Do Referral Programs Bring You Better Customers?
Are referred customers more valuable than non-referred customers? This is the question that researchers from Goethe University Frankfurt and University of Pennsylvania set out to answer in their paper “Referral Programs and Customer Value” (pdf here).
Some background to start with:
The researchers tracked around 5,000 customers that a leading German bank acquired through its referral program. A 25 Euro reward was given to existing customers for each new customer brought in.
The profitability and loyalty of these new customers were tracked for 33 months and compared against a random sample of about 4,600 customers acquired through other methods in the same period.
What they found:
The study revealed several interesting differences between referred and non-referred customers. It turned out that profit margins, retention rates and lifetime customer value were significantly higher for referred customers. Here are some of the key insights:
1. Referred customers have higher profit margins
Referred customers started out with profit margins that were more than 25% higher than non-referred customers. After 29 months, the higher margins of referred customers became equal to those of their non-referred counterparts.
The researchers think that the initial higher profit margins were due to the referred customers being a better fit for the bank. This was because the referrer would likely select friends that he or she thought would be a good match for the firm.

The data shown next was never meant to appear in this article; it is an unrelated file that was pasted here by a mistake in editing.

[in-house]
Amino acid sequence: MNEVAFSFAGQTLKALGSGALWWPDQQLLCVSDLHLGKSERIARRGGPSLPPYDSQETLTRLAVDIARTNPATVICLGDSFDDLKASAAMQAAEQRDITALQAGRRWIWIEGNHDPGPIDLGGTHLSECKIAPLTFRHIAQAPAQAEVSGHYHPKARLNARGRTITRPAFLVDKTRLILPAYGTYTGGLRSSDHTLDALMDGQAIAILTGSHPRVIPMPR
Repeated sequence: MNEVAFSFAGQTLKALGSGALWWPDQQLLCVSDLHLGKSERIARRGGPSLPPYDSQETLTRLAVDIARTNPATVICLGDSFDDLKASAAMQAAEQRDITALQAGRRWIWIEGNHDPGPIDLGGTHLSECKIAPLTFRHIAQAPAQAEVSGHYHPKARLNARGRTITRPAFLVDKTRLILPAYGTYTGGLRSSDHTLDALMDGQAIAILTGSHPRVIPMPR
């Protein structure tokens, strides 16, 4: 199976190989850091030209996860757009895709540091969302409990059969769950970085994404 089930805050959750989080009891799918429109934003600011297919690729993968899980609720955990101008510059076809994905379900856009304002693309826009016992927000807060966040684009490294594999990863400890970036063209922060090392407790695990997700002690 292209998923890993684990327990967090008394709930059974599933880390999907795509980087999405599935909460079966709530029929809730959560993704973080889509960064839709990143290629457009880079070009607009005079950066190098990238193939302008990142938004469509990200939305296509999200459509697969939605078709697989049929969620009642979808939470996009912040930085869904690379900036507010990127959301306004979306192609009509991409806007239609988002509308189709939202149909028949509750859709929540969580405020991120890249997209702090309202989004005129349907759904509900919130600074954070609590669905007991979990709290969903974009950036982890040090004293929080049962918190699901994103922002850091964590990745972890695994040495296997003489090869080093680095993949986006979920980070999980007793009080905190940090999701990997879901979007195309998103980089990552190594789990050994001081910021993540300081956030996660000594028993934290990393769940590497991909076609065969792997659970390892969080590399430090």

Another possible reason for the higher margins was that friends of the referring customer would be more like them and have similar needs and values. And the bank could use these similarities to better serve the new customer and get higher margins.
However, these advantages gradually vanished as the bank accumulated the same amount of information about both referred and non-referred customers. Also, non-referred customers who weren’t a good match for the bank were more likely to leave as time went by.
Even though profit margins became equal over time, the study still found that the average lifetime customer value of referred customers was 16% higher than that of non-referred customers.
2. Referred customers were less likely to leave
The research showed that the probability of remaining a customer by the end of the study was 82% for referred customers and 79.2% for their non-referred counterparts. Analyzing this data, researchers found that customers acquired through the referral program were 18% less likely to defect than non-referred customers.
In a nutshell, referred customers were more profitable and less likely to leave than non-referred customers.
How does this apply to me?
So what does this all mean? We now know why referral programs work and why it’s worth paying for them – because they help you attract more loyal and profitable customers. Applying the study to your own business, we can see that referral programs don’t just bring you more customers, they bring you better customers.
If you’re hungry for more details, you should definitely check the full paper here.